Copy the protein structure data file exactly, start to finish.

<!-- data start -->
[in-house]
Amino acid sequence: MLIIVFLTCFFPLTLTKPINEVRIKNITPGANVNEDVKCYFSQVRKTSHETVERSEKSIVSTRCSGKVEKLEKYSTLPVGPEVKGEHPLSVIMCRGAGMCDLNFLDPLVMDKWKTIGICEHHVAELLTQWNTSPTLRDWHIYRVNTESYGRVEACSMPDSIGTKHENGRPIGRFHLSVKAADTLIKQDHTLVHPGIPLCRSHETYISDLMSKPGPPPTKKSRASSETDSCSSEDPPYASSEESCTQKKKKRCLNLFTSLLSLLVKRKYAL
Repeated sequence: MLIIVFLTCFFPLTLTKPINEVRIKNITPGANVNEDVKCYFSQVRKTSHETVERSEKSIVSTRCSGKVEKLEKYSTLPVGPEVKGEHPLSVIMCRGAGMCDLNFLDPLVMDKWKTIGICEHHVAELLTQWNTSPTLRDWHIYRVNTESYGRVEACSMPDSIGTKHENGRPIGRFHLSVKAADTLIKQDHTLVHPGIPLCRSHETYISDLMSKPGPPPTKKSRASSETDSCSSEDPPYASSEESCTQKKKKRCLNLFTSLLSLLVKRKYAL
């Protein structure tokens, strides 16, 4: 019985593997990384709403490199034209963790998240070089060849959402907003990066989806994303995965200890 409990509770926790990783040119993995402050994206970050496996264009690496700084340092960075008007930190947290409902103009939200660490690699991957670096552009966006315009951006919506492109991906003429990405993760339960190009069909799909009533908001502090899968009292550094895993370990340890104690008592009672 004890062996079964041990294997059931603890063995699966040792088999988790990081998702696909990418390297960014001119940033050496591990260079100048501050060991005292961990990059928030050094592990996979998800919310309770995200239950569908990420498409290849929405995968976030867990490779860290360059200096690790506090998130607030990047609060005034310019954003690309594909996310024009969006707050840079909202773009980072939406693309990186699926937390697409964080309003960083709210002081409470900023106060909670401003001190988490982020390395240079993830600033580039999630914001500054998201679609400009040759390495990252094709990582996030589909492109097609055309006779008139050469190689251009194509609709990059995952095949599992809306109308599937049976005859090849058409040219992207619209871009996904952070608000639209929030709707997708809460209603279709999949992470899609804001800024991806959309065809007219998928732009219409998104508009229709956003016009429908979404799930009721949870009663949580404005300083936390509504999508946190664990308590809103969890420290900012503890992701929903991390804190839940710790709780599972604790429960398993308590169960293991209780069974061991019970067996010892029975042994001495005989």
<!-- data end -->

[in-house]
Amino acid sequence: MLIIVFLTCFFPLTLTKPINEVRIKNITPGANVNEDVKCYFSQVRKTSHETVERSEKSIVSTRCSGKVEKLEKYSTLPVGPEVKGEHPLSVIMCRGAGMCDLNFLDPLVMDKWKTIGICEHHVAELLTQWNTSPTLRDWHIYRVNTESYGRVEACSMPDSIGTKHENGRPIGRFHLSVKAADTLIKQDHTLVHPGIPLCRSHETYISDLMSKPGPPPTKKSRASSETDSCSSEDPPYASSEESCTQKKKKRCLNLFTSLLSLLVKRKYAL
Repeated sequence: MLIIVFLTCFFPLTLTKPINEVRIKNITPGANVNEDVKCYFSQVRKTSHETVERSEKSIVSTRCSGKVEKLEKYSTLPVGPEVKGEHPLSVIMCRGAGMCDLNFLDPLVMDKWKTIGICEHHVAELLTQWNTSPTLRDWHIYRVNTESYGRVEACSMPDSIGTKHENGRPIGRFHLSVKAADTLIKQDHTLVHPGIPLCRSHETYISDLMSKPGPPPTKKSRASSETDSCSSEDPPYASSEESCTQKKKKRCLNLFTSLLSLLVKRKYAL
């Protein structure tokens, strides 16, 4: 019985593997990384709403490199034209963790998240070089060849959402907003990066989806994303995965200890 409990509770926790990783040119993995402050994206970050496996264009690496700084340092960075008007930190947290409902103009939200660490690699991957670096552009966006315009951006919506492109991906003429990405993760339960190009069909799909009533908001502090899968009292550094895993370990340890104690008592009672 004890062996079964041990294997059931603890063995699966040792088999988790990081998702696909990418390297960014001119940033050496591990260079100048501050060991005292961990990059928030050094592990996979998800919310309770995200239950569908990420498409290849929405995968976030867990490779860290360059200096690790506090998130607030990047609060005034310019954003690309594909996310024009969006707050840079909202773009980072939406693309990186699926937390697409964080309003960083709210002081409470900023106060909670401003001190988490982020390395240079993830600033580039999630914001500054998201679609400009040759390495990252094709990582996030589909492109097609055309006779008139050469190689251009194509609709990059995952095949599992809306109308599937049976005859090849058409040219992207619209871009996904952070608000639209929030709707997708809460209603279709999949992470899609804001800024991806959309065809007219998928732009219409998104508009229709956003016009429908979404799930009721949870009663949580404005300083936390509504999508946190664990308590809103969890420290900012503890992701929903991390804190839940710790709780599972604790429960398993308590169960293991209780069974061991019970067996010892029975042994001495005989």